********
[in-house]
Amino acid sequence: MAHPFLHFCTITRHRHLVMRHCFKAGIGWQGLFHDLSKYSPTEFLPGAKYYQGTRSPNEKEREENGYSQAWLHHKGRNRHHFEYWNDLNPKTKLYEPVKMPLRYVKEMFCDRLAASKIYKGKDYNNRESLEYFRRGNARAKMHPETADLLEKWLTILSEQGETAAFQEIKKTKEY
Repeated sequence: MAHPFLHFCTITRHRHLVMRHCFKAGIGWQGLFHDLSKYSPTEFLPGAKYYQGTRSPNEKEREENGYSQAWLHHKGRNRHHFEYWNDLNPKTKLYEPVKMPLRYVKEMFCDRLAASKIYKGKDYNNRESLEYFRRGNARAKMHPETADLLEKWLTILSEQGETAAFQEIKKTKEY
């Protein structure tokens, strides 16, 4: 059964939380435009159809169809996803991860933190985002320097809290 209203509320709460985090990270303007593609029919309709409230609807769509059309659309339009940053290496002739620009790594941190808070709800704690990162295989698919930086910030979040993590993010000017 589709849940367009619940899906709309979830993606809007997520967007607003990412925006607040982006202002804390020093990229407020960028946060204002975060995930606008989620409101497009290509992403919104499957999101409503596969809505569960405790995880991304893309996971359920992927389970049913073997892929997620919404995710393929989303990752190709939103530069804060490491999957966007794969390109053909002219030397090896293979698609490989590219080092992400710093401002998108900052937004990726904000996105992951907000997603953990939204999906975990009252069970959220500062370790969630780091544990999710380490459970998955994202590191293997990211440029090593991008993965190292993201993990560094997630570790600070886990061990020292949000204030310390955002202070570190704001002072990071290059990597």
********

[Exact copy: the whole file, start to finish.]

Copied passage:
[in-house]
Amino acid sequence: MAHPFLHFCTITRHRHLVMRHCFKAGIGWQGLFHDLSKYSPTEFLPGAKYYQGTRSPNEKEREENGYSQAWLHHKGRNRHHFEYWNDLNPKTKLYEPVKMPLRYVKEMFCDRLAASKIYKGKDYNNRESLEYFRRGNARAKMHPETADLLEKWLTILSEQGETAAFQEIKKTKEY
Repeated sequence: MAHPFLHFCTITRHRHLVMRHCFKAGIGWQGLFHDLSKYSPTEFLPGAKYYQGTRSPNEKEREENGYSQAWLHHKGRNRHHFEYWNDLNPKTKLYEPVKMPLRYVKEMFCDRLAASKIYKGKDYNNRESLEYFRRGNARAKMHPETADLLEKWLTILSEQGETAAFQEIKKTKEY
């Protein structure tokens, strides 16, 4: 059964939380435009159809169809996803991860933190985002320097809290 209203509320709460985090990270303007593609029919309709409230609807769509059309659309339009940053290496002739620009790594941190808070709800704690990162295989698919930086910030979040993590993010000017 589709849940367009619940899906709309979830993606809007997520967007607003990412925006607040982006202002804390020093990229407020960028946060204002975060995930606008989620409101497009290509992403919104499957999101409503596969809505569960405790995880991304893309996971359920992927389970049913073997892929997620919404995710393929989303990752190709939103530069804060490491999957966007794969390109053909002219030397090896293979698609490989590219080092992400710093401002998108900052937004990726904000996105992951907000997603953990939204999906975990009252069970959220500062370790969630780091544990999710380490459970998955994202590191293997990211440029090593991008993965190292993201993990560094997630570790600070886990061990020292949000204030310390955002202070570190704001002072990071290059990597």